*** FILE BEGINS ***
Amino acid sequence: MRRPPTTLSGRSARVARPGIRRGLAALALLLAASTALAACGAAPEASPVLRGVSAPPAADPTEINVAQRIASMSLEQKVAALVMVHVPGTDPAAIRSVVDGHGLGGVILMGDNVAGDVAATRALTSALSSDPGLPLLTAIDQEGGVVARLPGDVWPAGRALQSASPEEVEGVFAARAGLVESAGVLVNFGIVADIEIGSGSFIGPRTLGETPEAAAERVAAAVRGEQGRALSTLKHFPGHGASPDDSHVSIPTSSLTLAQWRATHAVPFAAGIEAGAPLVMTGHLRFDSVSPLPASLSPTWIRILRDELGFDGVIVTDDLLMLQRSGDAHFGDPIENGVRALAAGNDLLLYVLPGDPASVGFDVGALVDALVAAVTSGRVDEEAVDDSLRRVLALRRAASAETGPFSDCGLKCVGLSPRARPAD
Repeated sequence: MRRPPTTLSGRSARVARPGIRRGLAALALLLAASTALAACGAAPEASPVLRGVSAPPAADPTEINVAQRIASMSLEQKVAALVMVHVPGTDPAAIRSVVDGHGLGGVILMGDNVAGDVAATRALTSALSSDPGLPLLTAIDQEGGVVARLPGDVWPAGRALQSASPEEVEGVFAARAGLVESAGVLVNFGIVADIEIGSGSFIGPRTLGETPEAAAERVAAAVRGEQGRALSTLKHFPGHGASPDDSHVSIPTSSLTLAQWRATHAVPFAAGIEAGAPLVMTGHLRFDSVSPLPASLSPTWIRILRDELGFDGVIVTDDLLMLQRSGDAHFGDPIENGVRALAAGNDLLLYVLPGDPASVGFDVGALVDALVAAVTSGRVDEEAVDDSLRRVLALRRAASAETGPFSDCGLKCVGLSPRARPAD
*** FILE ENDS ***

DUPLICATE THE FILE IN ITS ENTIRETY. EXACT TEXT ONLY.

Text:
Amino acid sequence: MRRPPTTLSGRSARVARPGIRRGLAALALLLAASTALAACGAAPEASPVLRGVSAPPAADPTEINVAQRIASMSLEQKVAALVMVHVPGTDPAAIRSVVDGHGLGGVILMGDNVAGDVAATRALTSALSSDPGLPLLTAIDQEGGVVARLPGDVWPAGRALQSASPEEVEGVFAARAGLVESAGVLVNFGIVADIEIGSGSFIGPRTLGETPEAAAERVAAAVRGEQGRALSTLKHFPGHGASPDDSHVSIPTSSLTLAQWRATHAVPFAAGIEAGAPLVMTGHLRFDSVSPLPASLSPTWIRILRDELGFDGVIVTDDLLMLQRSGDAHFGDPIENGVRALAAGNDLLLYVLPGDPASVGFDVGALVDALVAAVTSGRVDEEAVDDSLRRVLALRRAASAETGPFSDCGLKCVGLSPRARPAD
Repeated sequence: MRRPPTTLSGRSARVARPGIRRGLAALALLLAASTALAACGAAPEASPVLRGVSAPPAADPTEINVAQRIASMSLEQKVAALVMVHVPGTDPAAIRSVVDGHGLGGVILMGDNVAGDVAATRALTSALSSDPGLPLLTAIDQEGGVVARLPGDVWPAGRALQSASPEEVEGVFAARAGLVESAGVLVNFGIVADIEIGSGSFIGPRTLGETPEAAAERVAAAVRGEQGRALSTLKHFPGHGASPDDSHVSIPTSSLTLAQWRATHAVPFAAGIEAGAPLVMTGHLRFDSVSPLPASLSPTWIRILRDELGFDGVIVTDDLLMLQRSGDAHFGDPIENGVRALAAGNDLLLYVLPGDPASVGFDVGALVDALVAAVTSGRVDEEAVDDSLRRVLALRRAASAETGPFSDCGLKCVGLSPRARPAD